In a landmark, divided ruling, the Supreme Court voted to gut a major amendment in the Voting Rights Act. Section five, or the “Preclearance Provision” forces certain state and local governments to seek permission from the federal government before they can change their election laws. It singled out localities with a history of racial discrimination in the South.
The Court ruled in a split 5-4 decision in favor of officials from Shelby County, Ala., that the Voting Rights Act, now more than four decades old, was based off antiquated data that does not reflect any progress in racial equality. The decision invalidates the provision temporarily — with the Supreme Court advising Congress to draft an updated provision — reflecting advances in social equality.
"Congress did not use the record it compiled to shape a coverage formula grounded in current conditions," writes Justice Roberts for the majority. "It instead re-enacted a formula based on 40-year-old facts having no logical relationship to the present day."
Currently, the law forbids nine states from changing their voting laws without approval from the Justice Department of a federal court: Alabama, Alaska, Arizona, Georgia, Louisiana, Mississippi, South Carolina, Texas and Virginia.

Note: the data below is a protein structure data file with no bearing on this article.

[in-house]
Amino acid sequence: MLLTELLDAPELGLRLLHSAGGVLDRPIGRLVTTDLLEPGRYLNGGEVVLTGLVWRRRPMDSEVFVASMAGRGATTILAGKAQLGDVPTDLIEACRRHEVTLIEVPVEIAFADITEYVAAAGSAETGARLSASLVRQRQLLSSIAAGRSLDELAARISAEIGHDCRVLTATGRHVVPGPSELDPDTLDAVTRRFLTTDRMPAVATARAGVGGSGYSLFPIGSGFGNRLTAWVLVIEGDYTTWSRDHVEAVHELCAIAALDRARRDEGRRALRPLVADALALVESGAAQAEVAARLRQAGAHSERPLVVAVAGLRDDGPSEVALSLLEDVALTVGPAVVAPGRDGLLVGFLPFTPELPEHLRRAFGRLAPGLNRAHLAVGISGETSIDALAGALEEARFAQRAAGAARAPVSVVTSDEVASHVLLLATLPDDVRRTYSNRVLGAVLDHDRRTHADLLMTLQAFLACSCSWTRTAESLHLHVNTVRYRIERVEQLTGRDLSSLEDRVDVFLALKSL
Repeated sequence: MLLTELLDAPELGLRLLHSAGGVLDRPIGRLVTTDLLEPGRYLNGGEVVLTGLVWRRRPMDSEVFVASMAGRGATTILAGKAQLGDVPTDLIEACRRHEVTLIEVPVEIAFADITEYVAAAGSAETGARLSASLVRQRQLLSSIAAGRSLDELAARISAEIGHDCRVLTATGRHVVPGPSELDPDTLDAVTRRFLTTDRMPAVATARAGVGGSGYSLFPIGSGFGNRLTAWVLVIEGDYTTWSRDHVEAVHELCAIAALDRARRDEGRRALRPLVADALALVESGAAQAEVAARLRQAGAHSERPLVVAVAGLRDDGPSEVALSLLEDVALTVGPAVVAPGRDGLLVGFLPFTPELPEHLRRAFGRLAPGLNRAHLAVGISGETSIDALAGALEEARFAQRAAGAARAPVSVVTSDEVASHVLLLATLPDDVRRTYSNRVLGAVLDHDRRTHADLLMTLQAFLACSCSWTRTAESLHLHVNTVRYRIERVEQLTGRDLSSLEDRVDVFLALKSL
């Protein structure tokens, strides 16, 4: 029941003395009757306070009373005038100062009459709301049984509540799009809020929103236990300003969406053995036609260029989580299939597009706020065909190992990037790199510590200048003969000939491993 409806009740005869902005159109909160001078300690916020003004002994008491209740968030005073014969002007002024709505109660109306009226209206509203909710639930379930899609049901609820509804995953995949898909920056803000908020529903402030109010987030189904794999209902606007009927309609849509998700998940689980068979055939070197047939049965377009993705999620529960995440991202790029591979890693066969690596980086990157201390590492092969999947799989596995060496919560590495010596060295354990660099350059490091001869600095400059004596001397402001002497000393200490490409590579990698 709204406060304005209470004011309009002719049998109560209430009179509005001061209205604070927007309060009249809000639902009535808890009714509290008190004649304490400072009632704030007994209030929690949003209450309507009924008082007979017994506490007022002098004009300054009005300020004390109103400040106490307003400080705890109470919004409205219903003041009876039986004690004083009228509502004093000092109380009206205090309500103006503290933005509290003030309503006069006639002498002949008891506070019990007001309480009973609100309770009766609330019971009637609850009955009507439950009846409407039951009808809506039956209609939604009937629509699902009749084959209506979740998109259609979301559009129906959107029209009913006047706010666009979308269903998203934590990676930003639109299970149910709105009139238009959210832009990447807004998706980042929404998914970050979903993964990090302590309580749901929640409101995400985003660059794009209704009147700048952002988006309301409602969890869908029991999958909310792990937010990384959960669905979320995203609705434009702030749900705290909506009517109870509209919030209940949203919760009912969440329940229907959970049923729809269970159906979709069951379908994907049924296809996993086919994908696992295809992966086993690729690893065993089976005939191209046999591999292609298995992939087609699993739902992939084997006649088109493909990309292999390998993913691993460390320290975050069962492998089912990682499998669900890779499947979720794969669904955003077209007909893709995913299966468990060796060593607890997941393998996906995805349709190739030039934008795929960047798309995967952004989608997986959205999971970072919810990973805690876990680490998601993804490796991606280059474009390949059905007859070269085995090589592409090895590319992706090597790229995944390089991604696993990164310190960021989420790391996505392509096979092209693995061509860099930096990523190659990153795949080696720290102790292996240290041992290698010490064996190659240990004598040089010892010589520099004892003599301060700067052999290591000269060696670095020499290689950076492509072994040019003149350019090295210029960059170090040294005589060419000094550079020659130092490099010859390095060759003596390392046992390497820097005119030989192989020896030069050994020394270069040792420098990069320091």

"I am deeply disappointed with the Supreme Court’s decision today," said President Barack Obama. “Today’s decision invalidating one of its core provisions upsets decades of well-established practices that help make sure voting is fair, especially in places where voting discrimination has been historically prevalent."
Another issue is whether Section five of the Voting Rights Act is a bill of attainder: a law that singles out an individual or group for punishment without a trial. Article I, Section 9 of the constitution forbids any bill of attainder or ex post facto law.
However, the rest of the law was kept in tact. It prohibits poll taxes, literacy tests and other measures historically used to prevent blacks from voting. Section two allows the Justice Department to intervene if any state or district is suspected to be discriminating. The Supreme Court has still, however, upheld the federal prerogative to discriminate among states and hold them to different standards.